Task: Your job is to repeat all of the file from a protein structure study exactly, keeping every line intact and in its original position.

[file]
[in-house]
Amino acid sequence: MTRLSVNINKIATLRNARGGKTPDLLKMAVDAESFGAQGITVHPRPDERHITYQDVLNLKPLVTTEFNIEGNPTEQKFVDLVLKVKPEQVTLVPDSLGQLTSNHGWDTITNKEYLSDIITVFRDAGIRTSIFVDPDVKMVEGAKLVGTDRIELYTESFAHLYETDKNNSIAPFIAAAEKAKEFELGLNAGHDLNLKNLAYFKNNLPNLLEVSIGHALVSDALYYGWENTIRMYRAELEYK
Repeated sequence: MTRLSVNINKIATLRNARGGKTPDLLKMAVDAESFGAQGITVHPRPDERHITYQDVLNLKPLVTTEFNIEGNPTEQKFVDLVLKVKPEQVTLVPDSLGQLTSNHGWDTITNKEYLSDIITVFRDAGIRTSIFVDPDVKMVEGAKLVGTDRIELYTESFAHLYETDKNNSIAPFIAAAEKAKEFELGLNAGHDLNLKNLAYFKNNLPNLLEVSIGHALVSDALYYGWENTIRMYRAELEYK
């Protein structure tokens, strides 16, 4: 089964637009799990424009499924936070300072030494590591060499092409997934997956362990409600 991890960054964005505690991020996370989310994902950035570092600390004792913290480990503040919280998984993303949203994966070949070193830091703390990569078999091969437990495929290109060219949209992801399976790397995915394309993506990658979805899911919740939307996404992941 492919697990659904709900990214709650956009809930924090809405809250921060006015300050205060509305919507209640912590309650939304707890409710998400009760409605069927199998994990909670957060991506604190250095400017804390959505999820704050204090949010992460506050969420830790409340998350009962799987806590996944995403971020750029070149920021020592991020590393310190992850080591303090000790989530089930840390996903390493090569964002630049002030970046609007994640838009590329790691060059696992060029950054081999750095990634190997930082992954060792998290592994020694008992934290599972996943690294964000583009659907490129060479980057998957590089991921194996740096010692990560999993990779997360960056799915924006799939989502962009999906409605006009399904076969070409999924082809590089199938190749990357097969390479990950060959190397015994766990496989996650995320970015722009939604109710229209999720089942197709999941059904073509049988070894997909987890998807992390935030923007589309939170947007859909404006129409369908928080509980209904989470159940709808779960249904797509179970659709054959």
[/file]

[in-house]
Amino acid sequence: MTRLSVNINKIATLRNARGGKTPDLLKMAVDAESFGAQGITVHPRPDERHITYQDVLNLKPLVTTEFNIEGNPTEQKFVDLVLKVKPEQVTLVPDSLGQLTSNHGWDTITNKEYLSDIITVFRDAGIRTSIFVDPDVKMVEGAKLVGTDRIELYTESFAHLYETDKNNSIAPFIAAAEKAKEFELGLNAGHDLNLKNLAYFKNNLPNLLEVSIGHALVSDALYYGWENTIRMYRAELEYK
Repeated sequence: MTRLSVNINKIATLRNARGGKTPDLLKMAVDAESFGAQGITVHPRPDERHITYQDVLNLKPLVTTEFNIEGNPTEQKFVDLVLKVKPEQVTLVPDSLGQLTSNHGWDTITNKEYLSDIITVFRDAGIRTSIFVDPDVKMVEGAKLVGTDRIELYTESFAHLYETDKNNSIAPFIAAAEKAKEFELGLNAGHDLNLKNLAYFKNNLPNLLEVSIGHALVSDALYYGWENTIRMYRAELEYK
């Protein structure tokens, strides 16, 4: 089964637009799990424009499924936070300072030494590591060499092409997934997956362990409600 991890960054964005505690991020996370989310994902950035570092600390004792913290480990503040919280998984993303949203994966070949070193830091703390990569078999091969437990495929290109060219949209992801399976790397995915394309993506990658979805899911919740939307996404992941 492919697990659904709900990214709650956009809930924090809405809250921060006015300050205060509305919507209640912590309650939304707890409710998400009760409605069927199998994990909670957060991506604190250095400017804390959505999820704050204090949010992460506050969420830790409340998350009962799987806590996944995403971020750029070149920021020592991020590393310190992850080591303090000790989530089930840390996903390493090569964002630049002030970046609007994640838009590329790691060059696992060029950054081999750095990634190997930082992954060792998290592994020694008992934290599972996943690294964000583009659907490129060479980057998957590089991921194996740096010692990560999993990779997360960056799915924006799939989502962009999906409605006009399904076969070409999924082809590089199938190749990357097969390479990950060959190397015994766990496989996650995320970015722009939604109710229209999720089942197709999941059904073509049988070894997909987890998807992390935030923007589309939170947007859909404006129409369908928080509980209904989470159940709808779960249904797509179970659709054959």